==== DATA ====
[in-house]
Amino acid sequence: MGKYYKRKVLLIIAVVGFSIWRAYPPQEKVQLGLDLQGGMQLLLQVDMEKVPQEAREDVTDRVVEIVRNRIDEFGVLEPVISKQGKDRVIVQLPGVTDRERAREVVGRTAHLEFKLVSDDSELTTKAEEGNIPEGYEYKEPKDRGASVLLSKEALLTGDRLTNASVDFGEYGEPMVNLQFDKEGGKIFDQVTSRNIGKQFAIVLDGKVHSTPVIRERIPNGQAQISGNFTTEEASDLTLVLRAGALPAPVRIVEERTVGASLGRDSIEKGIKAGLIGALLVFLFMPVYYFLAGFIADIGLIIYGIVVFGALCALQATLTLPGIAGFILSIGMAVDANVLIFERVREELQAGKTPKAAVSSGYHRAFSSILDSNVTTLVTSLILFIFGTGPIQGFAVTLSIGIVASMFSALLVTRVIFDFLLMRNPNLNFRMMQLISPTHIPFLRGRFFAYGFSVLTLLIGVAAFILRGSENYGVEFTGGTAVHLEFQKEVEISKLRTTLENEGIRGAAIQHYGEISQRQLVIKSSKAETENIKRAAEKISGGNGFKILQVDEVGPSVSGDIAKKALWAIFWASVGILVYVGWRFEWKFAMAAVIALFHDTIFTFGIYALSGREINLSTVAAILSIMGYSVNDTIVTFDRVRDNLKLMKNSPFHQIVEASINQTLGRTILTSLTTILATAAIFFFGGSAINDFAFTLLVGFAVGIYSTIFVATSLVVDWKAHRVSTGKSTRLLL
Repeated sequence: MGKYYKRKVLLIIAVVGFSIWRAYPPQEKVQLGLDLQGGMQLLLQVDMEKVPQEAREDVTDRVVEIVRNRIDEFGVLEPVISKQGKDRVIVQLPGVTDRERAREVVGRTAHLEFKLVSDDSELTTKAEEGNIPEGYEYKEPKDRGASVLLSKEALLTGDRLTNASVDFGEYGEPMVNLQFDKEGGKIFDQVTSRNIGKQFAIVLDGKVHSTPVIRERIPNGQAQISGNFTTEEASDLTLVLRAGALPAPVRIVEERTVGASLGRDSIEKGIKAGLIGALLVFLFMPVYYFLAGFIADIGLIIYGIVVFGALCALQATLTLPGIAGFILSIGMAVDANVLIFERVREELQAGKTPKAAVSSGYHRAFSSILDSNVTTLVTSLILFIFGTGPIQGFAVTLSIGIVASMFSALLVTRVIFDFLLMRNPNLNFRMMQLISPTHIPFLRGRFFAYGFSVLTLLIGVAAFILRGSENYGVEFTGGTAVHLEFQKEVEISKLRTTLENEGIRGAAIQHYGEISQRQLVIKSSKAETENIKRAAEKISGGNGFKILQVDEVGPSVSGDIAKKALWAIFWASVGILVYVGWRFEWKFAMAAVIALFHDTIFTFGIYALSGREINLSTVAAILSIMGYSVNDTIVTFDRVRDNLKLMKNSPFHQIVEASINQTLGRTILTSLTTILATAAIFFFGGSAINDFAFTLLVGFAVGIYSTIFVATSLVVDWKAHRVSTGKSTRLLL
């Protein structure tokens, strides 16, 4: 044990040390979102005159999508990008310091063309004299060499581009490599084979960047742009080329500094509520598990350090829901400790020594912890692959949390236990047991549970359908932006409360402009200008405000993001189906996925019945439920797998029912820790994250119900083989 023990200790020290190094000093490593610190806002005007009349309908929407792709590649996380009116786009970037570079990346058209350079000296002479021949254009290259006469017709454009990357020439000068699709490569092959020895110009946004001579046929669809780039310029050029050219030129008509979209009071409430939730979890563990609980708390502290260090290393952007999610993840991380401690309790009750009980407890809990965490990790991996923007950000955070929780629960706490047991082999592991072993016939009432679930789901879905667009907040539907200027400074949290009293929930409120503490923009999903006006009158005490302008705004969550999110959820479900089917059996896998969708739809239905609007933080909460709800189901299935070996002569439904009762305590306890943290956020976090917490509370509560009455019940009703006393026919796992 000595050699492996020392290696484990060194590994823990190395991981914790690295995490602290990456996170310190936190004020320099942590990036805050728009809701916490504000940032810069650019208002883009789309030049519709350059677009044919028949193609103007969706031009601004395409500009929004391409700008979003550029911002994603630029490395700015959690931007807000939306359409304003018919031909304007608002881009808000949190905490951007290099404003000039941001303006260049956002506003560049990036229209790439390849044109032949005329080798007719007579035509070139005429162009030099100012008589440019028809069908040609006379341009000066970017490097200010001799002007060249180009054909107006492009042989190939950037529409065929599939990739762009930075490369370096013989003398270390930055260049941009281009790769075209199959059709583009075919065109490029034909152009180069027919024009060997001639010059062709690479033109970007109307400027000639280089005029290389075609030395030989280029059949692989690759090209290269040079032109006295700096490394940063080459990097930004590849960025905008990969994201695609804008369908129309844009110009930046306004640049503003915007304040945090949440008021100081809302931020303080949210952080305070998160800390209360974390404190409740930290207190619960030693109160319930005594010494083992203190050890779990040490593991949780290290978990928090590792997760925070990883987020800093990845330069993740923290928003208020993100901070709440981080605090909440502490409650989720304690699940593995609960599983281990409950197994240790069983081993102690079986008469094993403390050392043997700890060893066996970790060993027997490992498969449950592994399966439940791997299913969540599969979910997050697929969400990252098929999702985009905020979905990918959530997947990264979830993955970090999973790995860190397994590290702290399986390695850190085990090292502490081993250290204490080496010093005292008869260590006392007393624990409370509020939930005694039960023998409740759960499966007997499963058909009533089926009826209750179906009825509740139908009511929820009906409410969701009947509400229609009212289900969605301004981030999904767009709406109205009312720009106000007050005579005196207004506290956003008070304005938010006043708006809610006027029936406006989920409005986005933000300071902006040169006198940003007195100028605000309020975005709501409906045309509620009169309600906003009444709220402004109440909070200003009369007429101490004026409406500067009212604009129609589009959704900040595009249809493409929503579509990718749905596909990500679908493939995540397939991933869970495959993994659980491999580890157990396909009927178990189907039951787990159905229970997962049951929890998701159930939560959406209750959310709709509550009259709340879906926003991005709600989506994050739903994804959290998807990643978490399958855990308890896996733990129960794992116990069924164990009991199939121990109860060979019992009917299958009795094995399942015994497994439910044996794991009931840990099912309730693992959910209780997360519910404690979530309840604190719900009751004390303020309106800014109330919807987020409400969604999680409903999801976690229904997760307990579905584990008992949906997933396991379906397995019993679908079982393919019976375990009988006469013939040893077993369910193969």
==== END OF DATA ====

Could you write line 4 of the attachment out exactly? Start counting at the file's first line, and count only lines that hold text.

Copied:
């Protein structure tokens, strides 16, 4: 044990040390979102005159999508990008310091063309004299060499581009490599084979960047742009080329500094509520598990350090829901400790020594912890692959949390236990047991549970359908932006409360402009200008405000993001189906996925019945439920797998029912820790994250119900083989 023990200790020290190094000093490593610190806002005007009349309908929407792709590649996380009116786009970037570079990346058209350079000296002479021949254009290259006469017709454009990357020439000068699709490569092959020895110009946004001579046929669809780039310029050029050219030129008509979209009071409430939730979890563990609980708390502290260090290393952007999610993840991380401690309790009750009980407890809990965490990790991996923007950000955070929780629960706490047991082999592991072993016939009432679930789901879905667009907040539907200027400074949290009293929930409120503490923009999903006006009158005490302008705004969550999110959820479900089917059996896998969708739809239905609007933080909460709800189901299935070996002569439904009762305590306890943290956020976090917490509370509560009455019940009703006393026919796992 000595050699492996020392290696484990060194590994823990190395991981914790690295995490602290990456996170310190936190004020320099942590990036805050728009809701916490504000940032810069650019208002883009789309030049519709350059677009044919028949193609103007969706031009601004395409500009929004391409700008979003550029911002994603630029490395700015959690931007807000939306359409304003018919031909304007608002881009808000949190905490951007290099404003000039941001303006260049956002506003560049990036229209790439390849044109032949005329080798007719007579035509070139005429162009030099100012008589440019028809069908040609006379341009000066970017490097200010001799002007060249180009054909107006492009042989190939950037529409065929599939990739762009930075490369370096013989003398270390930055260049941009281009790769075209199959059709583009075919065109490029034909152009180069027919024009060997001639010059062709690479033109970007109307400027000639280089005029290389075609030395030989280029059949692989690759090209290269040079032109006295700096490394940063080459990097930004590849960025905008990969994201695609804008369908129309844009110009930046306004640049503003915007304040945090949440008021100081809302931020303080949210952080305070998160800390209360974390404190409740930290207190619960030693109160319930005594010494083992203190050890779990040490593991949780290290978990928090590792997760925070990883987020800093990845330069993740923290928003208020993100901070709440981080605090909440502490409650989720304690699940593995609960599983281990409950197994240790069983081993102690079986008469094993403390050392043997700890060893066996970790060993027997490992498969449950592994399966439940791997299913969540599969979910997050697929969400990252098929999702985009905020979905990918959530997947990264979830993955970090999973790995860190397994590290702290399986390695850190085990090292502490081993250290204490080496010093005292008869260590006392007393624990409370509020939930005694039960023998409740759960499966007997499963058909009533089926009826209750179906009825509740139908009511929820009906409410969701009947509400229609009212289900969605301004981030999904767009709406109205009312720009106000007050005579005196207004506290956003008070304005938010006043708006809610006027029936406006989920409005986005933000300071902006040169006198940003007195100028605000309020975005709501409906045309509620009169309600906003009444709220402004109440909070200003009369007429101490004026409406500067009212604009129609589009959704900040595009249809493409929503579509990718749905596909990500679908493939995540397939991933869970495959993994659980491999580890157990396909009927178990189907039951787990159905229970997962049951929890998701159930939560959406209750959310709709509550009259709340879906926003991005709600989506994050739903994804959290998807990643978490399958855990308890896996733990129960794992116990069924164990009991199939121990109860060979019992009917299958009795094995399942015994497994439910044996794991009931840990099912309730693992959910209780997360519910404690979530309840604190719900009751004390303020309106800014109330919807987020409400969604999680409903999801976690229904997760307990579905584990008992949906997933396991379906397995019993679908079982393919019976375990009988006469013939040893077993369910193969």